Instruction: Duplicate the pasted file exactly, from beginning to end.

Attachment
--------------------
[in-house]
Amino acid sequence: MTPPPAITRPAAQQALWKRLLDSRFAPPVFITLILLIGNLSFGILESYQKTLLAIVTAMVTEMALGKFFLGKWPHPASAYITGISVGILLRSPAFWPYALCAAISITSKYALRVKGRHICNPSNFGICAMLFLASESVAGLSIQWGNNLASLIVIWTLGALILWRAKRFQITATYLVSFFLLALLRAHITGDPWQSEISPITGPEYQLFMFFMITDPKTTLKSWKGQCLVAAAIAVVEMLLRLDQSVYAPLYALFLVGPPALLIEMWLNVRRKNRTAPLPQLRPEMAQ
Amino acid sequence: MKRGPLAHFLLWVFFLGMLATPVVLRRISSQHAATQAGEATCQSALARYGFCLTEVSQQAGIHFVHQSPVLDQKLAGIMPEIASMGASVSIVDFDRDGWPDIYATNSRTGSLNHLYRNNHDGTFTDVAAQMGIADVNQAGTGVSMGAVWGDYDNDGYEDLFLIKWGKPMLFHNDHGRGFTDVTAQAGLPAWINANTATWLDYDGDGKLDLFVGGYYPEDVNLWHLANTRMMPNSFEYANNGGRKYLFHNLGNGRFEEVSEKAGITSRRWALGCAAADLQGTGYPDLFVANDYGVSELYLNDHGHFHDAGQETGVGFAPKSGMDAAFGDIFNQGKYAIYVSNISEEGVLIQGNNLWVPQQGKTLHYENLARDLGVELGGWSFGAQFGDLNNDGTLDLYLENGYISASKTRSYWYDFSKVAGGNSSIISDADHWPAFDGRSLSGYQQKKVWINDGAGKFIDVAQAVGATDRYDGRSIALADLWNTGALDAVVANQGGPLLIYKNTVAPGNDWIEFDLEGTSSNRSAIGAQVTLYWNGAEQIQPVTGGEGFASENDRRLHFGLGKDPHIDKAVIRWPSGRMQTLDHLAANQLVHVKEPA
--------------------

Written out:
[in-house]
Amino acid sequence: MTPPPAITRPAAQQALWKRLLDSRFAPPVFITLILLIGNLSFGILESYQKTLLAIVTAMVTEMALGKFFLGKWPHPASAYITGISVGILLRSPAFWPYALCAAISITSKYALRVKGRHICNPSNFGICAMLFLASESVAGLSIQWGNNLASLIVIWTLGALILWRAKRFQITATYLVSFFLLALLRAHITGDPWQSEISPITGPEYQLFMFFMITDPKTTLKSWKGQCLVAAAIAVVEMLLRLDQSVYAPLYALFLVGPPALLIEMWLNVRRKNRTAPLPQLRPEMAQ
Amino acid sequence: MKRGPLAHFLLWVFFLGMLATPVVLRRISSQHAATQAGEATCQSALARYGFCLTEVSQQAGIHFVHQSPVLDQKLAGIMPEIASMGASVSIVDFDRDGWPDIYATNSRTGSLNHLYRNNHDGTFTDVAAQMGIADVNQAGTGVSMGAVWGDYDNDGYEDLFLIKWGKPMLFHNDHGRGFTDVTAQAGLPAWINANTATWLDYDGDGKLDLFVGGYYPEDVNLWHLANTRMMPNSFEYANNGGRKYLFHNLGNGRFEEVSEKAGITSRRWALGCAAADLQGTGYPDLFVANDYGVSELYLNDHGHFHDAGQETGVGFAPKSGMDAAFGDIFNQGKYAIYVSNISEEGVLIQGNNLWVPQQGKTLHYENLARDLGVELGGWSFGAQFGDLNNDGTLDLYLENGYISASKTRSYWYDFSKVAGGNSSIISDADHWPAFDGRSLSGYQQKKVWINDGAGKFIDVAQAVGATDRYDGRSIALADLWNTGALDAVVANQGGPLLIYKNTVAPGNDWIEFDLEGTSSNRSAIGAQVTLYWNGAEQIQPVTGGEGFASENDRRLHFGLGKDPHIDKAVIRWPSGRMQTLDHLAANQLVHVKEPA